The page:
From Our 2010 Archives
Targeted Radiation May Help Men Avoid Impotence
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Majority of Men Report Being Sexually Active After Proton Therapy for Prostate Cancer
By Charlene Laino
Reviewed by Laura J. Martin, MD
Nov. 5, 2010 -- A highly targeted form of radiation therapy may help younger men to avoid becoming impotent after treatment for prostate cancer, a preliminary study of nearly 100 men aged 55 and younger suggests.
Six months after undergoing proton therapy, 90% of participants who had been sexually active before treatment remained sexually active.
By 12 and 18 months after the treatment, 95%, and 94% of treated men were sexually active, reports Bradford Hoppe, MD, of the University of Florida Proton Therapy Institute in Jacksonville, and colleagues.
A year-and-a-half after treatment, proton therapy was also associated with an extremely low rate of recurrence and a low risk of side effects, the researchers say.
Still unknown, however, is whether these benefits justify the much higher price tag of proton therapy, compared with other treatments for prostate cancer, says Harvard Medical School's Anthony Zietman, MD, chairman of the American Society for Radiation Oncology (ASTRO). He was not involved with the study.
The findings were presented at ASTRO's annual meeting.
No Agreement on Optimal Management of Young Men with Prostate Cancer
Controversy exists over the optimal management of young men with prostate cancer due to concerns about late recurrences and side effects such as impotence, Hoppe says.
Several options have been proven effective for men whose tumor is still confined to the prostate. The most common are surgery to remove the prostate; seed implant therapy, or brachytherapy, in which surgeons implant tiny radioactive seeds into the prostate gland; and intensity modulated radiation therapy, or IMRT, in which multiple beams are focused at the prostate from many directions.
Proton beam therapy is a form of radiation treatment that uses protons rather than conventional photon X-rays to treat certain types of cancer and other diseases.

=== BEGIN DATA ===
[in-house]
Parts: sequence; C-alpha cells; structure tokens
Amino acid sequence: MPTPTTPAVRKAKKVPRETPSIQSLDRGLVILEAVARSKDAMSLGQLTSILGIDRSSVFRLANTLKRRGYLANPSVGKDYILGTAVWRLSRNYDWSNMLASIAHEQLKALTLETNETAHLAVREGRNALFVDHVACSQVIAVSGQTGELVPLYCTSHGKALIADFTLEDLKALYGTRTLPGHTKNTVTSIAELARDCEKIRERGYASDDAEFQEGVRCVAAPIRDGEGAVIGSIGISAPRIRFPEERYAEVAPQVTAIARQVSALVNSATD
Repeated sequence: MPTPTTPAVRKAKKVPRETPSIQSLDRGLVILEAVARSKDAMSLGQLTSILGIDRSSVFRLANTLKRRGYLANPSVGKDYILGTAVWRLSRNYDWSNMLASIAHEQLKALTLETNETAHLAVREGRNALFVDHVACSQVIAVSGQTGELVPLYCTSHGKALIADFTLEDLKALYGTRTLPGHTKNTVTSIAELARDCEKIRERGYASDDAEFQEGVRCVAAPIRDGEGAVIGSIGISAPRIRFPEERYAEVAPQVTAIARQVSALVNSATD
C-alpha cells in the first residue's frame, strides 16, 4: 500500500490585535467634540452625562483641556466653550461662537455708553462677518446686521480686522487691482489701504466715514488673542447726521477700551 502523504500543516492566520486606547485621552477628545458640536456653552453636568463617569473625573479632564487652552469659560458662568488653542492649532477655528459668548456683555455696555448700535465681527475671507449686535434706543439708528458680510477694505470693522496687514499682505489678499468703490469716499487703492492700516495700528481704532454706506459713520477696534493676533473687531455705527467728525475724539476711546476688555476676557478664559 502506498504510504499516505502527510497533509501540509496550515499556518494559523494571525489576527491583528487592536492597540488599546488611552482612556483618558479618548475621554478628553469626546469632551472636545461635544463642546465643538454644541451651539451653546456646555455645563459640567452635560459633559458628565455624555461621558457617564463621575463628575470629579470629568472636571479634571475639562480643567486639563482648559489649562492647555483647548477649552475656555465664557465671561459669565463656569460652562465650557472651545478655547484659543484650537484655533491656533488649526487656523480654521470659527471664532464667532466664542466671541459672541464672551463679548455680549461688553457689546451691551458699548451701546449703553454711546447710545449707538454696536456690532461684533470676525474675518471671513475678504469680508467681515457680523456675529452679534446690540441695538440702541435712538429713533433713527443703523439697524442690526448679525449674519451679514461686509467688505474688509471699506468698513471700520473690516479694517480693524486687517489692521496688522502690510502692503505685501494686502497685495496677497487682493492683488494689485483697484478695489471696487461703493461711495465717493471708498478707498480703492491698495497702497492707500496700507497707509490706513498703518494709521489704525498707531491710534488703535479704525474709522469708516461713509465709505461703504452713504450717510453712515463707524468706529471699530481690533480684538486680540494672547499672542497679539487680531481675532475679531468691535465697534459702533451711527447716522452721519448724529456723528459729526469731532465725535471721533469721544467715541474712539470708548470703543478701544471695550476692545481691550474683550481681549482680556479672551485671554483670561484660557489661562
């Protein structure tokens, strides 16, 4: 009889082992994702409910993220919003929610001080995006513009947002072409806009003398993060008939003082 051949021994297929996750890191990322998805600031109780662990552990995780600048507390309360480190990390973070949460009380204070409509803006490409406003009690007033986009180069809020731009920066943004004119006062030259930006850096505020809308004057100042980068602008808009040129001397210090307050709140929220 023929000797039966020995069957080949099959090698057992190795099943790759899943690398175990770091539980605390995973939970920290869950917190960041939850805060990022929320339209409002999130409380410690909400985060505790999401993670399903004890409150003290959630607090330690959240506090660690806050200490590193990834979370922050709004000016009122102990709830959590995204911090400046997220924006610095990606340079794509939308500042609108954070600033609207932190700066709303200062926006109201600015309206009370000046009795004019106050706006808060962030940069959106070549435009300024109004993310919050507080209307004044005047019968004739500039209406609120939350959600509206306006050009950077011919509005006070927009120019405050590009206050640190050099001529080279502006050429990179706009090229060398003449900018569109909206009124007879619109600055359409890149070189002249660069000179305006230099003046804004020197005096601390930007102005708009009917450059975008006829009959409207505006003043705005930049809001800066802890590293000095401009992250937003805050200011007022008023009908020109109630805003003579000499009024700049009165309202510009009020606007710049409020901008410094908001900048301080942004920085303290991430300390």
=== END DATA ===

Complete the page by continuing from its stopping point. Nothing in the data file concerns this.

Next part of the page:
The beauty of the treatment, researchers say, is that radiation can be targeted to the site of the tumor.
Studies suggest that proton therapy is less likely to expose normal, healthy tissue and nearby organs to radiation than IMRT, Hoppe says.
Proton Therapy's Effectiveness About What Expected
The new study involved 98 men aged 55 and younger with prostate cancer. All received proton therapy; 14 also were given androgen deprivation therapy (ADT) to lower levels of male hormones that can fuel prostate tumors.
Eighteen months after treatment, PSA levels were rising in only one man. Rising prostate specific antigen, or PSA levels, after treatment for prostate cancer can signal a recurrence.
"That's about all you would expect with any treatment this early on," Zietman tells WebMD. "You don't start to see rising PSAs until two, three, four years out."
Much "more interesting," he says, "are the erectile dysfunction findings."
In addition to reporting high rates of sexual satisfaction after treatment, the men reported a relatively low rate of erectile problems, Zietman notes.
Low Rate of Erectile Problems
Erectile problems were assessed using the international index of erectile function (IIEF), which asks a series of questions about the effects erection problems have had on a man's sex life over the past four weeks. The maximum score in the study was 25 points, with higher scores indicating fewer problems, Hoppe says.
Participants' average IIEF score was 24 before treatment and then 22, 21, and 18 points at six ,12, and 18 months after proton therapy, respectively.
8 U.S. Centers Offer Proton Therapy
Says Zietman, "No one is denying proton therapy is good. The side effect rate is low and its effectiveness appears to be in the same ballpark [as other treatments].
"The controversy centers on cost -- about twice the rate of regular radiation treatments," he says.
Other radiation treatments carry a price tag of $30,000 to $50,000 depending on where you live, according to Zietman.
While a study that directly compares proton therapy to other treatments are needed, "I applaud the authors for carefully collecting and honestly reporting the kind of data we need to start answering this question," he says.
Only about eight medical centers in the United States have the large, multimillion dollar machines needed to deliver proton therapy, but several other facilities are under construction, Zietman says. It is hoped that costs will come down as availability rises, he says.
This study was presented at a medical conference. The findings should be considered preliminary as they have not yet undergone the "peer review" process, in which outside experts scrutinize the data prior to publication in a medical journal.
SOURCES: American Society for Radiation Oncology, San Diego, Oct. 31-Nov.4, 2010.Bradford Hoppe, MD, University of Florida Proton Therapy Institute, Jacksonville.Anthony Zietman, MD, Harvard Medical School, Boston.
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